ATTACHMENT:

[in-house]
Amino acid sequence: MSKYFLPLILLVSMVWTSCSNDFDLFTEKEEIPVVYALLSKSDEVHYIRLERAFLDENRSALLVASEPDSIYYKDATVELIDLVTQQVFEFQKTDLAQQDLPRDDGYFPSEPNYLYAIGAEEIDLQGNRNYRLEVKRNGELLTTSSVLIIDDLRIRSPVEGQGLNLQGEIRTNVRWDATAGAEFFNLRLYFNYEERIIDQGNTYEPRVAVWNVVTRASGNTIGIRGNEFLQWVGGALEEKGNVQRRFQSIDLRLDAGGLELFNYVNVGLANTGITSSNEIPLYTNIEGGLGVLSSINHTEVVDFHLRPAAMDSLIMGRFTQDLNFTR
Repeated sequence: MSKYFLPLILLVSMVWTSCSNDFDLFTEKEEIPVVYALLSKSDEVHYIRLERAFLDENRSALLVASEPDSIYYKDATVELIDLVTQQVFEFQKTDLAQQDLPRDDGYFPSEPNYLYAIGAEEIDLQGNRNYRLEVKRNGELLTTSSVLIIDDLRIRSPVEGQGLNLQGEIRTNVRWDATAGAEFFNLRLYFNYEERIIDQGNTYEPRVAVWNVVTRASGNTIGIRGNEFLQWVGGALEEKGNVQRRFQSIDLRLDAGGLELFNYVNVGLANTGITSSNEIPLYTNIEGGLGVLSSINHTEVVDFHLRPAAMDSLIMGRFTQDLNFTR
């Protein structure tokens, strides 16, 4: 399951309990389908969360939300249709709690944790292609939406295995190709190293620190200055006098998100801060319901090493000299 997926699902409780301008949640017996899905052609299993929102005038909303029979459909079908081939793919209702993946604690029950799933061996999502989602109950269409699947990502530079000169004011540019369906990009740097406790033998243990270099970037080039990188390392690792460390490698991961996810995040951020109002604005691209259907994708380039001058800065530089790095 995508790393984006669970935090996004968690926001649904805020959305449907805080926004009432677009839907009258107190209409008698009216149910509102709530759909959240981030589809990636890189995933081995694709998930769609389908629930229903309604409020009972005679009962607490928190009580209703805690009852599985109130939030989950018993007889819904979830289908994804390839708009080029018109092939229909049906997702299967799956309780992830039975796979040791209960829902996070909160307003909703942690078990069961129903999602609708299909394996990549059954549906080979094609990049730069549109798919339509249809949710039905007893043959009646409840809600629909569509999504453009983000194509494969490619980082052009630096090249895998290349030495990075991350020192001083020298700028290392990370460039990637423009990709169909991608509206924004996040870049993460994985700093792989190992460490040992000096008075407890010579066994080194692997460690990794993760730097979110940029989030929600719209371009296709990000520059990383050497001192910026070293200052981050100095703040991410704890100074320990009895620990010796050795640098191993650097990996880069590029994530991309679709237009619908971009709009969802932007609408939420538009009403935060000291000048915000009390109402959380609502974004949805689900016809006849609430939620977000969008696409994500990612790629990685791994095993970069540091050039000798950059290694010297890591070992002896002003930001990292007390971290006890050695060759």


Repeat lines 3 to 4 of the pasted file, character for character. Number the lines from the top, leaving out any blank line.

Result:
Repeated sequence: MSKYFLPLILLVSMVWTSCSNDFDLFTEKEEIPVVYALLSKSDEVHYIRLERAFLDENRSALLVASEPDSIYYKDATVELIDLVTQQVFEFQKTDLAQQDLPRDDGYFPSEPNYLYAIGAEEIDLQGNRNYRLEVKRNGELLTTSSVLIIDDLRIRSPVEGQGLNLQGEIRTNVRWDATAGAEFFNLRLYFNYEERIIDQGNTYEPRVAVWNVVTRASGNTIGIRGNEFLQWVGGALEEKGNVQRRFQSIDLRLDAGGLELFNYVNVGLANTGITSSNEIPLYTNIEGGLGVLSSINHTEVVDFHLRPAAMDSLIMGRFTQDLNFTR
């Protein structure tokens, strides 16, 4: 399951309990389908969360939300249709709690944790292609939406295995190709190293620190200055006098998100801060319901090493000299 997926699902409780301008949640017996899905052609299993929102005038909303029979459909079908081939793919209702993946604690029950799933061996999502989602109950269409699947990502530079000169004011540019369906990009740097406790033998243990270099970037080039990188390392690792460390490698991961996810995040951020109002604005691209259907994708380039001058800065530089790095 995508790393984006669970935090996004968690926001649904805020959305449907805080926004009432677009839907009258107190209409008698009216149910509102709530759909959240981030589809990636890189995933081995694709998930769609389908629930229903309604409020009972005679009962607490928190009580209703805690009852599985109130939030989950018993007889819904979830289908994804390839708009080029018109092939229909049906997702299967799956309780992830039975796979040791209960829902996070909160307003909703942690078990069961129903999602609708299909394996990549059954549906080979094609990049730069549109798919339509249809949710039905007893043959009646409840809600629909569509999504453009983000194509494969490619980082052009630096090249895998290349030495990075991350020192001083020298700028290392990370460039990637423009990709169909991608509206924004996040870049993460994985700093792989190992460490040992000096008075407890010579066994080194692997460690990794993760730097979110940029989030929600719209371009296709990000520059990383050497001192910026070293200052981050100095703040991410704890100074320990009895620990010796050795640098191993650097990996880069590029994530991309679709237009619908971009709009969802932007609408939420538009009403935060000291000048915000009390109402959380609502974004949805689900016809006849609430939620977000969008696409994500990612790629990685791994095993970069540091050039000798950059290694010297890591070992002896002003930001990292007390971290006890050695060759």